Ranchers and the U.S. Forest Service have been working together to come up with plans of action for the cattle as the fire has burned. Typically, the two groups determine when to rest certain allotments and move cattle elsewhere to keep ecosystems healthy, but the fire has called for re-evaluation.
“The Forest Service has said that they’d let us take 30 percent of our cattle to the Blind Canyon allotment,” said Neves. Though it isn’t a cure-all solution, Neves remarked that it certainly helps. “The forest service has been working really well with us during this fire, helping us get through it,” said Neves.
Currently, the plan is to keep cows up on unburned allotments until food and water runs out, rescue cows from partially-burned allotments and move them to unburned allotments and keep cows in place that are currently corralled.
The Manti-La Sal National Forest has reported that four cows and two calves have died, but Neves is unsure of his personal cattle losses among the greater herd of the association. “It’s still likely that 25 percent of mine could be dead,” he said.
Besides the obvious stress and frustration of the scenario, the wildfire has taken an emotional toll on Neves.
“We’ve raised these cattle since they were babies,” said Neves. “Some of these cattle, the older cows, they helped pay to get my wife and I through college. We know them, some of them have names, and they’re a part of the family. Somebody who doesn’t understand this lifestyle might think that’s a little crazy, but it’s sad for us.”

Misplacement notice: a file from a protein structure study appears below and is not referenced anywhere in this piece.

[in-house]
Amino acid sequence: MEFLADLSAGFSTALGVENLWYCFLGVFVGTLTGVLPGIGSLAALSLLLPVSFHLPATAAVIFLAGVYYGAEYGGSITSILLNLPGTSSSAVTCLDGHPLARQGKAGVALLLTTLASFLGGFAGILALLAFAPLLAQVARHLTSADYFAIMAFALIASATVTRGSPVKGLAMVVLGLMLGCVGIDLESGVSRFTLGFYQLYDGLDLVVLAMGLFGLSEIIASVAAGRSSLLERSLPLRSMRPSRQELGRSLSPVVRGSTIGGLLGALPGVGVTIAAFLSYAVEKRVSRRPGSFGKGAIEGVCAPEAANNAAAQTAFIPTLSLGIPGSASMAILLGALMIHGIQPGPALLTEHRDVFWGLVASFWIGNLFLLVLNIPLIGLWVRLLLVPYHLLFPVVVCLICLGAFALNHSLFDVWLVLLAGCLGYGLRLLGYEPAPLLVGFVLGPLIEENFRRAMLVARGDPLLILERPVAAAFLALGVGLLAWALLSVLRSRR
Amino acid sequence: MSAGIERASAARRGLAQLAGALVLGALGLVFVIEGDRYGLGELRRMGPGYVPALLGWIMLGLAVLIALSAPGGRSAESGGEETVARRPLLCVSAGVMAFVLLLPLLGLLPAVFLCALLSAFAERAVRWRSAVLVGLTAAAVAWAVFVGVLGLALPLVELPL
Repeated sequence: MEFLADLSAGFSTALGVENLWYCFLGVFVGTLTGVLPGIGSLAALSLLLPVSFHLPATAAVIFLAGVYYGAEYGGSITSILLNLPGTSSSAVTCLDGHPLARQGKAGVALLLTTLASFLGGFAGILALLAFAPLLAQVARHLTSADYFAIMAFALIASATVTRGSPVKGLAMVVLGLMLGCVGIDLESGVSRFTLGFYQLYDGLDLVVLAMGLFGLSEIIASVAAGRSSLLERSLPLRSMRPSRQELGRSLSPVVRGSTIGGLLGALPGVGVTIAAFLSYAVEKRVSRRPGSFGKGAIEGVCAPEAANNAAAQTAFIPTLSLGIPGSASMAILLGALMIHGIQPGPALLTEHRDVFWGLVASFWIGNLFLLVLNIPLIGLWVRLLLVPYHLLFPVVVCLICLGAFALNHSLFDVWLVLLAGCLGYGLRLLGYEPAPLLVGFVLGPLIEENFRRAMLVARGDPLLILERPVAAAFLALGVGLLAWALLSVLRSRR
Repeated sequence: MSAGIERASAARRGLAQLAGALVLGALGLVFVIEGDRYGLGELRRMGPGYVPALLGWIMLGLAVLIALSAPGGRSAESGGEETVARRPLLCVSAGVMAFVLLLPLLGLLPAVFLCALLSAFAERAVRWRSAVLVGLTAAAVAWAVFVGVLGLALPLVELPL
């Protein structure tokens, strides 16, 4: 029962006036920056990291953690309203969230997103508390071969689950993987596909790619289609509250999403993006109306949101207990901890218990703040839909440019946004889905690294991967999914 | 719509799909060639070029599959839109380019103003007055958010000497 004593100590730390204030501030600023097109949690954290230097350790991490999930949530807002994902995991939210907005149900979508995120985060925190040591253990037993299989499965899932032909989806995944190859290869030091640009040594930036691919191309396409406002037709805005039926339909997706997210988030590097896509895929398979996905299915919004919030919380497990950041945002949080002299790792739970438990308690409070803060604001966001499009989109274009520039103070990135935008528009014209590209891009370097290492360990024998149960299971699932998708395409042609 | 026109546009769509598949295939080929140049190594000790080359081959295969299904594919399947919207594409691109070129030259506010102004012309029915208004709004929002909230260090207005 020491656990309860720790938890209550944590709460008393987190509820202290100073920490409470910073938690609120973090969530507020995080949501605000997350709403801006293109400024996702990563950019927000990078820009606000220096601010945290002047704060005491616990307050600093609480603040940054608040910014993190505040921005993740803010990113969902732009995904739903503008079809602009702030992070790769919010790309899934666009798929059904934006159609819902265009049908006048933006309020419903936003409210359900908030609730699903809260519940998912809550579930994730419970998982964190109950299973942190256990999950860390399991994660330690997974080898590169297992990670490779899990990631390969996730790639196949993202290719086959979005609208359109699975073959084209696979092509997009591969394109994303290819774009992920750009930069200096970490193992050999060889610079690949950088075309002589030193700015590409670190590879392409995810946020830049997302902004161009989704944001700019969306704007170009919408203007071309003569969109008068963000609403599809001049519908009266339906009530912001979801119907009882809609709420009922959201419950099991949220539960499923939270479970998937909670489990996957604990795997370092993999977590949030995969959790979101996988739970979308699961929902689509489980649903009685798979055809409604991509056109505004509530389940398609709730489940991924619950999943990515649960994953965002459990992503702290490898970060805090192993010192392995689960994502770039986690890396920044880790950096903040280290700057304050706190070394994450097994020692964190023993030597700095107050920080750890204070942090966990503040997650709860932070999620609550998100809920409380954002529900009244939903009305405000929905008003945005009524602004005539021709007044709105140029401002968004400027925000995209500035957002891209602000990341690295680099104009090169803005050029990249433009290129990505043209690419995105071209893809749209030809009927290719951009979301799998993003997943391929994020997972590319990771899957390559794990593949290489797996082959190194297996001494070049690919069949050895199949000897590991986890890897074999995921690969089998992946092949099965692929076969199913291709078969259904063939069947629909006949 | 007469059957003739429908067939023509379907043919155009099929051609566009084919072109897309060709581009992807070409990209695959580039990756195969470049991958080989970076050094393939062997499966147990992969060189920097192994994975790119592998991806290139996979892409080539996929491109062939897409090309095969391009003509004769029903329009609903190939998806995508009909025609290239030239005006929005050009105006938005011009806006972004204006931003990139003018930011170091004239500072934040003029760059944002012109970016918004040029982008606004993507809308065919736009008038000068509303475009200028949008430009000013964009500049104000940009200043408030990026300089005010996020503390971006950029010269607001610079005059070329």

Today, according to an official of the Manti-La Sal National Forest, the Coal Hollow Fire is no longer growing, but the threat is not yet extinguished.
“Don’t underestimate the fact that we have hot spots,” said Rosann Fillmore, a public affairs officer with the Manti-La Sal National Forest. “There’s still plenty of fire there, it’s staying low on the forest floor. We’re going into a hot-dry period, which may lead to more heat on the fire.”
The fire has burned 29,912 acres and stood at 80 percent containment, as of the final incident update Tuesday.
“The fire is not growing at this point,” said Fillmore. “As far as the perimeter, it is the same. Usually we’d called that contained, but we have some spots that we can’t directly attack.”
As the Coal Hollow Fire continues to pose a threat and the seasons begin to shift, Neves and other ranchers are doing what they can to preserve their herds and make ends meet. Neves explained that there’s an ebb and flow to ranching. “There’s good years and bad years, and hopefully we can make it to a good year,” he said.